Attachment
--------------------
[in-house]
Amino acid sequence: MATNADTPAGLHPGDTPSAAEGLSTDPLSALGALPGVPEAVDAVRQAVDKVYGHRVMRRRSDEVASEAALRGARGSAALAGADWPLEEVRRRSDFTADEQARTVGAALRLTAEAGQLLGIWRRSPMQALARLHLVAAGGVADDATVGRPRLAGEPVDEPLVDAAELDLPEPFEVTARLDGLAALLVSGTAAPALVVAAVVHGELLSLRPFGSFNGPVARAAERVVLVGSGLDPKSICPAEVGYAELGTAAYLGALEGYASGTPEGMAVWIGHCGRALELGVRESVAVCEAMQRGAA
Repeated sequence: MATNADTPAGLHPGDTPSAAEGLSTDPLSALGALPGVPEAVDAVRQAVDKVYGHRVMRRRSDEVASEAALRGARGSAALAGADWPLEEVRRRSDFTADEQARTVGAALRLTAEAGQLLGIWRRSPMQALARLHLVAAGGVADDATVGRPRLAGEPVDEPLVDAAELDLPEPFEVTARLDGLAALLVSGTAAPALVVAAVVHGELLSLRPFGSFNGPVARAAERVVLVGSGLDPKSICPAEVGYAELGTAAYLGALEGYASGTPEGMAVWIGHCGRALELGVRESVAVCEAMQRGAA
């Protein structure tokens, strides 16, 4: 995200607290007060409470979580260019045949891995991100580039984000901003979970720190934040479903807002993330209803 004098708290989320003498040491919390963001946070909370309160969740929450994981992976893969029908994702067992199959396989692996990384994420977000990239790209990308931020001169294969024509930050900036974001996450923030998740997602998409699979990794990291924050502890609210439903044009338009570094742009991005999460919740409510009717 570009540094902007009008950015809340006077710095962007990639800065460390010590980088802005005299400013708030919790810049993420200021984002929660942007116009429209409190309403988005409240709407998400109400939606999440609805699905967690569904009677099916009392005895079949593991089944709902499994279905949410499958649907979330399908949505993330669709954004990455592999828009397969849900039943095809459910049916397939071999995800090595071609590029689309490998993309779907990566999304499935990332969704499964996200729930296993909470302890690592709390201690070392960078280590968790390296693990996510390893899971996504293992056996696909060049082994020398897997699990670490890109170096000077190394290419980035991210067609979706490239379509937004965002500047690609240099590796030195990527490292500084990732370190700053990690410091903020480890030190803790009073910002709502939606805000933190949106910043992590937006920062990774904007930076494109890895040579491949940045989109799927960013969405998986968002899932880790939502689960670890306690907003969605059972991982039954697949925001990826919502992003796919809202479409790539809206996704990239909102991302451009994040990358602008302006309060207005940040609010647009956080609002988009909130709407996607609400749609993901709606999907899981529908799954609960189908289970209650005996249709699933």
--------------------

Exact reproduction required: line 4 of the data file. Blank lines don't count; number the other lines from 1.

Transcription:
């Protein structure tokens, strides 16, 4: 995200607290007060409470979580260019045949891995991100580039984000901003979970720190934040479903807002993330209803 004098708290989320003498040491919390963001946070909370309160969740929450994981992976893969029908994702067992199959396989692996990384994420977000990239790209990308931020001169294969024509930050900036974001996450923030998740997602998409699979990794990291924050502890609210439903044009338009570094742009991005999460919740409510009717 570009540094902007009008950015809340006077710095962007990639800065460390010590980088802005005299400013708030919790810049993420200021984002929660942007116009429209409190309403988005409240709407998400109400939606999440609805699905967690569904009677099916009392005895079949593991089944709902499994279905949410499958649907979330399908949505993330669709954004990455592999828009397969849900039943095809459910049916397939071999995800090595071609590029689309490998993309779907990566999304499935990332969704499964996200729930296993909470302890690592709390201690070392960078280590968790390296693990996510390893899971996504293992056996696909060049082994020398897997699990670490890109170096000077190394290419980035991210067609979706490239379509937004965002500047690609240099590796030195990527490292500084990732370190700053990690410091903020480890030190803790009073910002709502939606805000933190949106910043992590937006920062990774904007930076494109890895040579491949940045989109799927960013969405998986968002899932880790939502689960670890306690907003969605059972991982039954697949925001990826919502992003796919809202479409790539809206996704990239909102991302451009994040990358602008302006309060207005940040609010647009956080609002988009909130709407996607609400749609993901709606999907899981529908799954609960189908289970209650005996249709699933």